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Seam   Listen
verb
Seam  v. i.  To become ridgy; to crack open. "Later their lips began to parch and seam."






Collaborative International Dictionary of English 0.48








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"Seam" Quotes from Famous Books



... bodice beyond where the stitching commences. To avoid this, before beginning stick a pin through what is to be the top of the plait. The head will be on the right side, and holding the point, one can begin pinning the seam without touching the upper part of the bodice. To ascertain the size of the buttonholes put a piece of card beneath the button to be used and cut it an eighth of an inch on either side beyond. Having turned down the piece ...
— Burroughs' Encyclopaedia of Astounding Facts and Useful Information, 1889 • Barkham Burroughs

... and Florence. Pat Hawe leaned against a post and insolently ogled Madeline and then Florence. Don Carlos pressed forward. His whole figure filled Madeline's reluctant but fascinated eyes. He wore tight velveteen breeches, with a heavy fold down the outside seam, which was ornamented with silver buttons. Round his waist was a sash, and a belt with fringed holster, from which protruded a pearl-handled gun. A vest or waistcoat, richly embroidered, partly concealed a blouse of silk ...
— The Light of Western Stars • Zane Grey

... exactly adapted to the bore of Mr. Pennifeather's rifle, while it was far too large for that of any other person in the borough or its vicinity. To render the matter even surer yet, however, this bullet was discovered to have a flaw or seam at right angles to the usual suture, and upon examination, this seam corresponded precisely with an accidental ridge or elevation in a pair of moulds acknowledged by the accused himself to be his own property. Upon finding of this bullet, the examining magistrate refused to listen to ...
— The Works of Edgar Allan Poe - Volume 5 (of 5) of the Raven Edition • Edgar Allan Poe

... was finished, and the two passengers went on deck to inspect the craft which was to convey them to the islands. By order of the commander the carpenter had overhauled the boat and made such repairs as were needed. Every open seam had been calked, and a heavy coat of paint had been put upon it. The sailmaker had attended to the jib and mainsail, and everything was in excellent condition for the trip to ...
— Fighting for the Right • Oliver Optic

... down and drew it from the folds of her skirt, where it had again fallen. Very gently he turned it so that the palm was up. Ugly blisters and a red seam showed where she had burned herself. He looked ...
— Mavericks • William MacLeod Raine

... the arms," Nick replied, "and the cloth is strained beside each shoulder seam on ...
— The Crime of the French Cafe and Other Stories • Nicholas Carter

... is saturate; when Jove Pours down his fiercest storms in wrath to men, Who in their courts unrighteous judgments pass, And justice yield to lawless violence, The wrath of Heav'n despising; ev'ry stream Is brimming o'er: the hills in gullies deep Are by the torrents seam'd, which, rushing down From the high mountains to the dark-blue sea, With groans and tumult urge their headlong course, Wasting the works of man; so urg'd their flight, So, as they fled, the Trojan horses groan'd. The foremost ...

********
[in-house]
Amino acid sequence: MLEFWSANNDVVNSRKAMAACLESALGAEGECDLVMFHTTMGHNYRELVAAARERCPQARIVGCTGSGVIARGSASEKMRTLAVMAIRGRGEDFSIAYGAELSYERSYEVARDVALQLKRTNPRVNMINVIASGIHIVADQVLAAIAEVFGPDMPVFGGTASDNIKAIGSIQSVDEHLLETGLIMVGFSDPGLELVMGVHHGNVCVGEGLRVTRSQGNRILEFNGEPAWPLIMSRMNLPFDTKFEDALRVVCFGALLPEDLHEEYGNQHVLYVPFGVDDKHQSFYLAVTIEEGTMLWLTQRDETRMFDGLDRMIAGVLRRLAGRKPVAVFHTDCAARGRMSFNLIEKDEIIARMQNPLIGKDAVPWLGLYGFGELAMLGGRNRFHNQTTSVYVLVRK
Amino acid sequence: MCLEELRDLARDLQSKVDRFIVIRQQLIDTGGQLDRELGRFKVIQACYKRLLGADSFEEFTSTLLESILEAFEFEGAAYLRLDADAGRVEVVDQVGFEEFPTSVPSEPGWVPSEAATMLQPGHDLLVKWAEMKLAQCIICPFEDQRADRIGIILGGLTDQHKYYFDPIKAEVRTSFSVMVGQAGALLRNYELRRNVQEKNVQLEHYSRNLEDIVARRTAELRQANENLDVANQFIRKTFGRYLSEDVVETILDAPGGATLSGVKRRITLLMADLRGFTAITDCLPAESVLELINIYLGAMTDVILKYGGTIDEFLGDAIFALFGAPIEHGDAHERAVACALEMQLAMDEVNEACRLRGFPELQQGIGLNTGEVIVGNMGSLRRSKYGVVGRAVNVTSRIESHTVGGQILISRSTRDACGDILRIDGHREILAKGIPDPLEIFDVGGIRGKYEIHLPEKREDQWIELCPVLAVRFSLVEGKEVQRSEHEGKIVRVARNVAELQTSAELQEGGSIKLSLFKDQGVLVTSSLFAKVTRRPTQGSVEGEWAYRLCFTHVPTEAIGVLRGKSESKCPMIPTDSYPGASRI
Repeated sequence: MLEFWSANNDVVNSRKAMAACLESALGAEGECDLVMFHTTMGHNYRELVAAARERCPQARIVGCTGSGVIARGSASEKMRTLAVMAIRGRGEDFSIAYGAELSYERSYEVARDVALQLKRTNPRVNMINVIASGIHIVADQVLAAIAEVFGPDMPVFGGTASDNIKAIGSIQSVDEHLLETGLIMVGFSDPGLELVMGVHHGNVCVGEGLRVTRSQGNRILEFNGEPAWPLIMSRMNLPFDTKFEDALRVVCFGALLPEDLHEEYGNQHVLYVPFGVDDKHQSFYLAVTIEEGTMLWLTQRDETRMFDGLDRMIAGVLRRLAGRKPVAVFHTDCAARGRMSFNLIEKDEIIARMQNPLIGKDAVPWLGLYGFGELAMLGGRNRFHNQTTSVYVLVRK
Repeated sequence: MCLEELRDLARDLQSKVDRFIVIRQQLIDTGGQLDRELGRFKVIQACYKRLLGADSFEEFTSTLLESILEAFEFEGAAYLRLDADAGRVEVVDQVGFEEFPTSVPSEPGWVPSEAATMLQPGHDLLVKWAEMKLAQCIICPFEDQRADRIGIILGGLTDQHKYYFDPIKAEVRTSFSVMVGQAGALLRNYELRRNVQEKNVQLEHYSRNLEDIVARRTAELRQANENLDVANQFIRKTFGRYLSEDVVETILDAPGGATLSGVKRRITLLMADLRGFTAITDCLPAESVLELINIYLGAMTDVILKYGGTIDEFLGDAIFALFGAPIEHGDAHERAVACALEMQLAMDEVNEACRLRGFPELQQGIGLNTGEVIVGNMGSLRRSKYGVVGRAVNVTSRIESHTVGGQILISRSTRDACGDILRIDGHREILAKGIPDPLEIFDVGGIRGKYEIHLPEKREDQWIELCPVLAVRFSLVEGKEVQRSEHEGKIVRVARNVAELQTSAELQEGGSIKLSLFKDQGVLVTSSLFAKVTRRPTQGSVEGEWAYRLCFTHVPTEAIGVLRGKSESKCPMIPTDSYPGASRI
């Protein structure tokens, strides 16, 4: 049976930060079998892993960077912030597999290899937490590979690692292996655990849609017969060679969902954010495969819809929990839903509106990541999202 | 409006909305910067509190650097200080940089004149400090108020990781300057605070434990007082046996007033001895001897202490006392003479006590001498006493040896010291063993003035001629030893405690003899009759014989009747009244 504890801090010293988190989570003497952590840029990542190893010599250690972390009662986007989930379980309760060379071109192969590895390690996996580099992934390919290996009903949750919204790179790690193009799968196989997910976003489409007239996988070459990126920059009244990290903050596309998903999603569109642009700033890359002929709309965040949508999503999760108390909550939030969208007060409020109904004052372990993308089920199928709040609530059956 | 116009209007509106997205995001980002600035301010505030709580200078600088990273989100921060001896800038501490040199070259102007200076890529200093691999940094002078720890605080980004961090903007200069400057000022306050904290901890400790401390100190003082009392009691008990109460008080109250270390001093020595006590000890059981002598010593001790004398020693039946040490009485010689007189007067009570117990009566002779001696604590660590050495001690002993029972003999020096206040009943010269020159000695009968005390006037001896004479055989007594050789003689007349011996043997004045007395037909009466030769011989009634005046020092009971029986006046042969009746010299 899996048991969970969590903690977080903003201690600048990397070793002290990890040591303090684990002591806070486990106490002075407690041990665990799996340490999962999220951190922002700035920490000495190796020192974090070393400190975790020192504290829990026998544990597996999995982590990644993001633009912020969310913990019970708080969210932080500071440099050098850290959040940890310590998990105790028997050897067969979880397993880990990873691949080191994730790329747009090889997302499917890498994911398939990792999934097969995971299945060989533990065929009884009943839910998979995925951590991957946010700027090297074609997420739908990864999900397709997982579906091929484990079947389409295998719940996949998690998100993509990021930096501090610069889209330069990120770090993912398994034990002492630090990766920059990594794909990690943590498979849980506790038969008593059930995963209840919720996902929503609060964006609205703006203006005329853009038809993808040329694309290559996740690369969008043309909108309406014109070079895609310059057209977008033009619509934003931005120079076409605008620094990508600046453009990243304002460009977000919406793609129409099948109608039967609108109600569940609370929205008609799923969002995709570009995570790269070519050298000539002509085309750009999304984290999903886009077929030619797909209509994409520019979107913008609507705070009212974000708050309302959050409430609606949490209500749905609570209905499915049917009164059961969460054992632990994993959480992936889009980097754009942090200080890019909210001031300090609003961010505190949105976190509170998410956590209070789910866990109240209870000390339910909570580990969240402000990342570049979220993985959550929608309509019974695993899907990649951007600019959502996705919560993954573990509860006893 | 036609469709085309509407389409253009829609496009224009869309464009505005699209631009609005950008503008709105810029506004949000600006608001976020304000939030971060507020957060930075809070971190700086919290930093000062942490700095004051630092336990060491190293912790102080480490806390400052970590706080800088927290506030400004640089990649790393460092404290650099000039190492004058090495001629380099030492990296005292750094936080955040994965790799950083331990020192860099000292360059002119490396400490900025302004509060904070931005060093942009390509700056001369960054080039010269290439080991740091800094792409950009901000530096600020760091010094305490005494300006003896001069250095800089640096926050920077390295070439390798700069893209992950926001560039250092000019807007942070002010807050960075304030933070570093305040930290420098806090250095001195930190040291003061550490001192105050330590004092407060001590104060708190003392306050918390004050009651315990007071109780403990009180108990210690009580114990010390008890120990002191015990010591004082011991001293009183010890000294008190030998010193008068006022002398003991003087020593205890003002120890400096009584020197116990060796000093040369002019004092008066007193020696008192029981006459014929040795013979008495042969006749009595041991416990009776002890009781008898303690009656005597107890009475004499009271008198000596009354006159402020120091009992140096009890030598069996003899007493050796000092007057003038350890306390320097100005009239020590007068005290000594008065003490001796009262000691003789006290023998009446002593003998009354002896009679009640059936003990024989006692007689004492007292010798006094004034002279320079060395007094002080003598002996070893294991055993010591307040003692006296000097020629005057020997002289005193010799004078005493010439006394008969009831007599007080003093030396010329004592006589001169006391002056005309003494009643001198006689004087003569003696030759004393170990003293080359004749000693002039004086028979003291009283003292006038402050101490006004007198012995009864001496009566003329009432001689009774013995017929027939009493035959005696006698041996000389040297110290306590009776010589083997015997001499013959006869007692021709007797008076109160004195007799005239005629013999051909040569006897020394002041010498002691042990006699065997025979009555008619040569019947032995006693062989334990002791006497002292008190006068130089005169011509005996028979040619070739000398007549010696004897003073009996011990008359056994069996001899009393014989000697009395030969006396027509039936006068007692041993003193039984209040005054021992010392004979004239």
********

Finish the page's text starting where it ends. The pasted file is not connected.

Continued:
— The Iliad • Homer

... ornamented with scars upon the breast, arms, and back, which are cut with broken pieces of the shell they use at the end of the throwing stick. By keeping open these incisions, the flesh grows up between the sides of the wound, and after a time, skinning over, forms a large wale or seam. I have seen instances where these scars have been cut to resemble the feet of animals; and such boys as underwent the operation while they lived with us, appeared to be proud of the ornament, and to despise the pain which they must have endured. The operation is performed ...
— An Account of the English Colony in New South Wales, Vol. 1 • David Collins

... how is it that each stone is joined along its edges to its fellows, so that there is no seam anywhere?" ...
— Dreams • Olive Schreiner

... they re-enacted the scenes that were occurring in the town. Tents and cabins were scattered throughout the length of the valley, lumber was sawed for sluice-boxes, and the virginal breezes that had sucked through this seam in the mountains since days primeval came to smell of spruce fires and echo with the sounds ...
— The Barrier • Rex Beach

... the seam in small pieces, put it into a pot with about a gill of water, and set it over a slow fire to melt down, stirring it frequently with a spoon to prevent it from burning; and as soon as all is melted, let it be strained off into a jar for use. This will produce what is called lard, and will serve ...
— A Plain Cookery Book for the Working Classes • Charles Elme Francatelli

... described as not a cleanly people, this man is most carefully got up, and his hands are whiter than his face. He stoops a little, and has an extremely large, oddly-shaped head. His ugliness, which, however, has a dash of piquancy, is aggravated by smallpox marks, which seam his face. His forehead is very prominent, and the shaggy eyebrows meet, giving a repellent air of harshness. There is a frowning, plaintive look on his face, reminding one of a sickly child, which owes its life to superhuman care, as Sister Marthe did. As my ...
— Letters of Two Brides • Honore de Balzac